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Lordship of Jever until 1818 (Germany)

Herrschaft Jever

Last modified: 2002-05-10 by santiago dotor
Keywords: jever | lower saxony | lordship of jever | herrschaft jever | lion (yellow) |
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Jever was under Anhalt-Zerbst between 1667 to 1793 and pass[ed] to Russia —and used Russian flag— after 1793. A[n] own ensign was plan[n]ed near 1800 but it is not known if [it] was officially adopted. French o[c]cupation 1806. To Netherlands 8 July 1807. Administrated by Oldenburg after 1814 and Oldenburg sovereignity recognized 18 April 1818.

Jaume Ollé, 22 June 1998

From the 14th to 16th century, the Cirksena family gradually acquired most of East Frisia. Only the Lordship (Herrschaft) of Jever resisted annexation. In 1575 it was inherited by Oldenburg; in 1667 it passed to Anhalt-Zerbst, and in 1793 to Russia. After a short Dutch and French period in the Napoleonic wars it returned to Oldenburg in 1818. In 1853 Oldenburg sold a small part of the territory to Prussia, where the city of Wilhelmshaven was built to serve as a port for the German navy.

The area that was once the lordship of Jever today forms the northern part of Friesland County [Kreis Friesland] and the city of Wilhelmshaven which you can see on my map at Ralf Hartemink's International Civic Arms website — modulo the considerable coastal changes over the centuries! The city of Jever is the capital of said county. The flag of the city is blue-white with the arms.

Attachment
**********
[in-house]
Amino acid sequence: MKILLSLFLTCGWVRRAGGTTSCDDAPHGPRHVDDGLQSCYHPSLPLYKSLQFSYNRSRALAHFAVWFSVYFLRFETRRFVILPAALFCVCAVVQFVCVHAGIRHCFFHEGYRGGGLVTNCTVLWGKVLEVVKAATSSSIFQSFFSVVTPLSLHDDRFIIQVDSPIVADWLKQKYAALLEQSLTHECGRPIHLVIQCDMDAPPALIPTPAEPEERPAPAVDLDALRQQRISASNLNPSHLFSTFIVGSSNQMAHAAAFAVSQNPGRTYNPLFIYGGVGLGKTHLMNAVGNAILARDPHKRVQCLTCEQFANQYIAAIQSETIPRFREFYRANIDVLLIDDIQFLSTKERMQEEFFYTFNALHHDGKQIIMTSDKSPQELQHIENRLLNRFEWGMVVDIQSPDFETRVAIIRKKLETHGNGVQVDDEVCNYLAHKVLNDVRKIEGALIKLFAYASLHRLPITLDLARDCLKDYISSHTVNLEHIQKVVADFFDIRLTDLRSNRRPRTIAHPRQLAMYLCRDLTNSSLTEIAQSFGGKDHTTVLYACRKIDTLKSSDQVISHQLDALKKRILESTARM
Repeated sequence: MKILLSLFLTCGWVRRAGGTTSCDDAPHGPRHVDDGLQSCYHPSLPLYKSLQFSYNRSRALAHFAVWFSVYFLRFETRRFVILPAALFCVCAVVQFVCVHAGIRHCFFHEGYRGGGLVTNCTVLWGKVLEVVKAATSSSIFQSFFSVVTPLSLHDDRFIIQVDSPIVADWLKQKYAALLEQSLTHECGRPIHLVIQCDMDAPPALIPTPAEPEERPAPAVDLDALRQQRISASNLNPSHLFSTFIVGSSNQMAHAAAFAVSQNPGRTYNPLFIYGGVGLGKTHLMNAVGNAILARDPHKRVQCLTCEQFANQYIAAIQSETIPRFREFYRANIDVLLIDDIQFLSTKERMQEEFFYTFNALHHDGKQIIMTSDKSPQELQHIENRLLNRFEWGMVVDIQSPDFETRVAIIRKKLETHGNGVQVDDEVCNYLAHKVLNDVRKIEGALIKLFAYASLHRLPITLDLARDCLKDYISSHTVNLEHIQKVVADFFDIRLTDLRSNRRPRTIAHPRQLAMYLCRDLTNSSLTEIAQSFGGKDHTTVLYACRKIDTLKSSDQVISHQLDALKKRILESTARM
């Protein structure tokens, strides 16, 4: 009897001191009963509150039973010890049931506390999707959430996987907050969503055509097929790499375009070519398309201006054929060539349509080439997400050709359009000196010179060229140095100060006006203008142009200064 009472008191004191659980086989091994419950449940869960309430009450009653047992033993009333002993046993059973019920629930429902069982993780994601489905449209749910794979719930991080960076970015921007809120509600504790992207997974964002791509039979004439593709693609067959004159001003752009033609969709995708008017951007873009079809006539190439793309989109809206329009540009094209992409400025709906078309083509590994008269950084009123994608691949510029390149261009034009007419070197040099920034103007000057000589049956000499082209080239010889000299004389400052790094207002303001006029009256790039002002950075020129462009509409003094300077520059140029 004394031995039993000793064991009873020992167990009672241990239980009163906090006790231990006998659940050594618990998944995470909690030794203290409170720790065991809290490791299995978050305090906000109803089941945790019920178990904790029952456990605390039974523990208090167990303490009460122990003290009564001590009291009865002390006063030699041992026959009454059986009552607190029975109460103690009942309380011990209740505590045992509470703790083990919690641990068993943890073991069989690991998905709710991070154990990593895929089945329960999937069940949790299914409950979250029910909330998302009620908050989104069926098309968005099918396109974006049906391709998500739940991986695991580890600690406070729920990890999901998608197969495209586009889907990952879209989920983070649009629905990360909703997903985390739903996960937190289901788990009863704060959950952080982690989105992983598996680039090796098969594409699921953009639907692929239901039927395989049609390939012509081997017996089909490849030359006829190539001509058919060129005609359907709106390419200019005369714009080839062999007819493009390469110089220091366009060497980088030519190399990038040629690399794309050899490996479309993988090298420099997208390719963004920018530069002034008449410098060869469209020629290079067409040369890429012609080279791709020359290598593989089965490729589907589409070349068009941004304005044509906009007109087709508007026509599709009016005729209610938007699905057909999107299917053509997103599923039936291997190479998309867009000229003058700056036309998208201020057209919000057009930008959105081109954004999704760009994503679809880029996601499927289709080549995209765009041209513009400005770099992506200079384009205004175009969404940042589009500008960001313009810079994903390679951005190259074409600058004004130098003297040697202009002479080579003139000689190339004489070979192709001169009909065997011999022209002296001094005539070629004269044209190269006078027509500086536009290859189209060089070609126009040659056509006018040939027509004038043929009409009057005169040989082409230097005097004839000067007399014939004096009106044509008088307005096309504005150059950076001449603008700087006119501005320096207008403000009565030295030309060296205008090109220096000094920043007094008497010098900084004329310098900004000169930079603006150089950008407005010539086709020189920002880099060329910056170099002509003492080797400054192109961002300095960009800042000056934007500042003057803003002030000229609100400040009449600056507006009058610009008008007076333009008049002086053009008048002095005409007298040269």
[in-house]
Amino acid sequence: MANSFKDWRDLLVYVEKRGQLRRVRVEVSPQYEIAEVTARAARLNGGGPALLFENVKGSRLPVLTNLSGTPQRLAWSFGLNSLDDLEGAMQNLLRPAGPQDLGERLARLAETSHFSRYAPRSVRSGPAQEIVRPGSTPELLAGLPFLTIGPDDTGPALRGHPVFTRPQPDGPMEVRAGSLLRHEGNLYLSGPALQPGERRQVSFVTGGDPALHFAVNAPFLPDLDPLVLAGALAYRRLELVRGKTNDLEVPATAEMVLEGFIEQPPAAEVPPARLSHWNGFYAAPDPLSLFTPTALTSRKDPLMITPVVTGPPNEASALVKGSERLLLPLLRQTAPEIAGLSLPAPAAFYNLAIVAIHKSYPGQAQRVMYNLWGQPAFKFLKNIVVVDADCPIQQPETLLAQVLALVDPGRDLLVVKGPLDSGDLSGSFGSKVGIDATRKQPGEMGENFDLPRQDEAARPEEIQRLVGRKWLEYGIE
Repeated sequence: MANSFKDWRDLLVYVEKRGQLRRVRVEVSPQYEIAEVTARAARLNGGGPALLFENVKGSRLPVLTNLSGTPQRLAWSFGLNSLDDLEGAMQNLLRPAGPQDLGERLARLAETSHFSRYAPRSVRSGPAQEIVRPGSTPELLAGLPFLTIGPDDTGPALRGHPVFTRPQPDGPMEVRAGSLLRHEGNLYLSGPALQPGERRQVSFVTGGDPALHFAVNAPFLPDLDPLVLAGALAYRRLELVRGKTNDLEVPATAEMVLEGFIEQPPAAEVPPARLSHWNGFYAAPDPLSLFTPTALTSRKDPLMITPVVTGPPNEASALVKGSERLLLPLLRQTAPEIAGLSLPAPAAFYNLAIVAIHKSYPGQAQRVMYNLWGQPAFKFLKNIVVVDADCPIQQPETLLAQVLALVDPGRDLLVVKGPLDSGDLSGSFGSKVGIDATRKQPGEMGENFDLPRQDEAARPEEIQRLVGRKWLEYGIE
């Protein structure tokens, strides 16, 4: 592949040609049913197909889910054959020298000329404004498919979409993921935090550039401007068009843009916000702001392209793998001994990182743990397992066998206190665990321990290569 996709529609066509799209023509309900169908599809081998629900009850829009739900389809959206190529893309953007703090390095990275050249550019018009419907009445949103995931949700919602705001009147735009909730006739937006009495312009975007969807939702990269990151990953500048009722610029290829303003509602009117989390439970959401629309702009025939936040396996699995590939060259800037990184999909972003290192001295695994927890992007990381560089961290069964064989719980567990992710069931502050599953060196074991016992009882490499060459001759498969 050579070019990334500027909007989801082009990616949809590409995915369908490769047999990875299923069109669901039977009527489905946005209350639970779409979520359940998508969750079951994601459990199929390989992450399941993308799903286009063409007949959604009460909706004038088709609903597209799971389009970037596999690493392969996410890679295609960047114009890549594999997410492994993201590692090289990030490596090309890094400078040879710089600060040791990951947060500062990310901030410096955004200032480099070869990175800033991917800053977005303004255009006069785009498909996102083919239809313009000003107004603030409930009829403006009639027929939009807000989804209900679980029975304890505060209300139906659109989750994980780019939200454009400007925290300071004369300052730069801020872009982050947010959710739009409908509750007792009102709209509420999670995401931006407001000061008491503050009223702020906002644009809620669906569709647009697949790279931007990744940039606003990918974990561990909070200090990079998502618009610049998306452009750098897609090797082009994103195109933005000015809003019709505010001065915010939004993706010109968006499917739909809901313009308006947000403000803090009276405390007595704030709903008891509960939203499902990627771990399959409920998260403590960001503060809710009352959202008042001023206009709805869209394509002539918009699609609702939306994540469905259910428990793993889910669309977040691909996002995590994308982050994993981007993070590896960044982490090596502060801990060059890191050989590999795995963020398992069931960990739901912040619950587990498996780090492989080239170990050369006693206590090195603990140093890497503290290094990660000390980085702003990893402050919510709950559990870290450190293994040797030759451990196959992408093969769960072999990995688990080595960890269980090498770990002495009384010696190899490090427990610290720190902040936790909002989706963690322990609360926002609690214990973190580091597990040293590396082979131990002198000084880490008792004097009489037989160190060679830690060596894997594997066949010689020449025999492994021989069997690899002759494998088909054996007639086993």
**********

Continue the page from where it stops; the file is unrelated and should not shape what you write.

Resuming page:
Stefan Schwoon, 28 February 2001

Flag 17th Century

On blue field a yellow lion (image not available).

Jaume Ollé, 22 June 1998

According to my book about Jever, the chieftains (Häuptlinge) of Jever had a coat of arms of the same description.

Stefan Schwoon, 28 February 2001

Keyser 1939-1974 has the following to say about Jever's flag (translated and slightly abbreviated):

The flag of the old city appears to have been gold-red, the ships of Jever still flew this flag in the second half of the 16th century. Later, the colours must have been blue-yellow; the colours now in use (blue-white) are derived from the uniform of Zerbst.
Jever belonged to Zerbst for some time.

Stefan Schwoon, 29 March 2001

Proposal c.1800

[Jever, proposal c.1800 (Germany)]
by Jaume Ollé

A[n] own ensign was plan[n]ed near 1800 but it is not known if [it] was officially adopted.

Jaume Ollé, 22 June 1998